We will assess colorectal cancer related attitudes through surveys administered at baseline and at three posttests. The surveys will be mailed 12 months apart. We will utilize validated questions from the NIH PROMIS instrument repository (http://www.nihpromis.org/), national surveys, and from our previous studies to measure the important theoretical constructs including colorectal cancer related attitudes about cancer, screening, and prevention. We will aggregate responses on the attitudes-related questions to provide an overall composite attitude score at each of the time points (baseline and the three posttests). We will compute change in attitudes as the difference in the composite attitude score at posttest 1 and at baseline, at posttest 2 and at posttest 1, and at posttest 3 and at posttest 2.

  3. Change in Perceived Control [ Time Frame: Baseline (T0 month), Posttest 1 (T1-T12 months), Posttest 2 (T13-T24 months), Posttest 3 (T25-T36 months) ]
    We will assess perceived control through surveys administered at baseline and at three posttests. The surveys will be mailed 12 months apart. We will utilize validated questions from the NIH PROMIS instrument repository (http://www.nihpromis.org/), national surveys, and from our previous studies to measure the important theoretical constructs including perceived control in getting colorectal cancer, control over its risk factors, and about screening. We will aggregate responses on the perceived control-related questions to provide an overall composite perceived control score at each of the time points (baseline and the three posttests). We will compute change in perceived control as the difference in the composite perceived control score at posttest 1 and at baseline, at posttest 2 and at posttest 1, and at posttest 3 and at posttest 2.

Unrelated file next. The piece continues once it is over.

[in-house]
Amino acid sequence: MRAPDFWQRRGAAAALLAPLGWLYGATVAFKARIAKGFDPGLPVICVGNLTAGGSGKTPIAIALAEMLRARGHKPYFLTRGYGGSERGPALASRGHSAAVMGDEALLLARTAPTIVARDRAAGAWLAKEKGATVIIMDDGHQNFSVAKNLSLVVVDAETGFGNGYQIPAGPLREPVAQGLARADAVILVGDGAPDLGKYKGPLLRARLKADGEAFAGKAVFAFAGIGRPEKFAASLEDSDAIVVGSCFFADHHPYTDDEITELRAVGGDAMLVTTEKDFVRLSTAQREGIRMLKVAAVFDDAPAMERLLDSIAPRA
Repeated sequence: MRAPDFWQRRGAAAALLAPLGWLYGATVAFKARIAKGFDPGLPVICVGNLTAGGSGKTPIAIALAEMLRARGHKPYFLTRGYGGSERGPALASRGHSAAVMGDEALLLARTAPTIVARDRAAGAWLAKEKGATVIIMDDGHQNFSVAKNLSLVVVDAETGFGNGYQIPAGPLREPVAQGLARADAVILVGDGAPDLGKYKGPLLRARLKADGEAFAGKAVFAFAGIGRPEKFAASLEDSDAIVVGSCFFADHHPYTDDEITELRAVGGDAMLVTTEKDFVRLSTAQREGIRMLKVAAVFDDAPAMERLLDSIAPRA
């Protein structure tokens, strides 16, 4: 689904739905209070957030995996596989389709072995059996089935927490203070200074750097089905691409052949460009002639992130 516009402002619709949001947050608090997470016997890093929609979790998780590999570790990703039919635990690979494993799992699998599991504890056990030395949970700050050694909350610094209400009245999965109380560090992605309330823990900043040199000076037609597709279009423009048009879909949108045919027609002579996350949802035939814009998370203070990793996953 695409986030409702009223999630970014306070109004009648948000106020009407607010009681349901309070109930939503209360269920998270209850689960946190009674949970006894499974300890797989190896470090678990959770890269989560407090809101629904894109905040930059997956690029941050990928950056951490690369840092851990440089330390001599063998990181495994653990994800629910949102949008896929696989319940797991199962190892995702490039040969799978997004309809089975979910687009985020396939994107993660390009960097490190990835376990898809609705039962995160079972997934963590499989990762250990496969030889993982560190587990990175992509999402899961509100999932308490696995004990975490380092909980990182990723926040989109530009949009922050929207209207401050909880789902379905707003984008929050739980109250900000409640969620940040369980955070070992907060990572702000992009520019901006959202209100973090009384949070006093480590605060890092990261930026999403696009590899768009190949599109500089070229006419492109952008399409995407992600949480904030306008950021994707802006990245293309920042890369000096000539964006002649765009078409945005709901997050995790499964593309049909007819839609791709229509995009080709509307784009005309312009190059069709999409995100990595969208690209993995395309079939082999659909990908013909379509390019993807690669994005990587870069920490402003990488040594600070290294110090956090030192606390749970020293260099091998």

4. Change in Perceived Susceptibility [ Time Frame: Baseline (T0 month), Posttest 1 (T1-T12 months), Posttest 2 (T13-T24 months), Posttest 3 (T25-T36 months) ]
    We will assess perceived susceptibility through surveys administered at baseline and at three posttests. The surveys will be mailed 12 months apart. We will utilize validated questions from the NIH PROMIS instrument repository (http://www.nihpromis.org/), national surveys, and from our previous studies to measure the important theoretical constructs including perceived susceptibility for colorectal cancer. We will aggregate responses on the perceived susceptibility-related questions to provide an overall composite perceived susceptibility score at each of the time points (baseline and the three posttests). We will compute change in perceived susceptibility as the difference in the composite perceived susceptibility score at posttest 1 and at baseline, at posttest 2 and at posttest 1, and at posttest 3 and at posttest 2.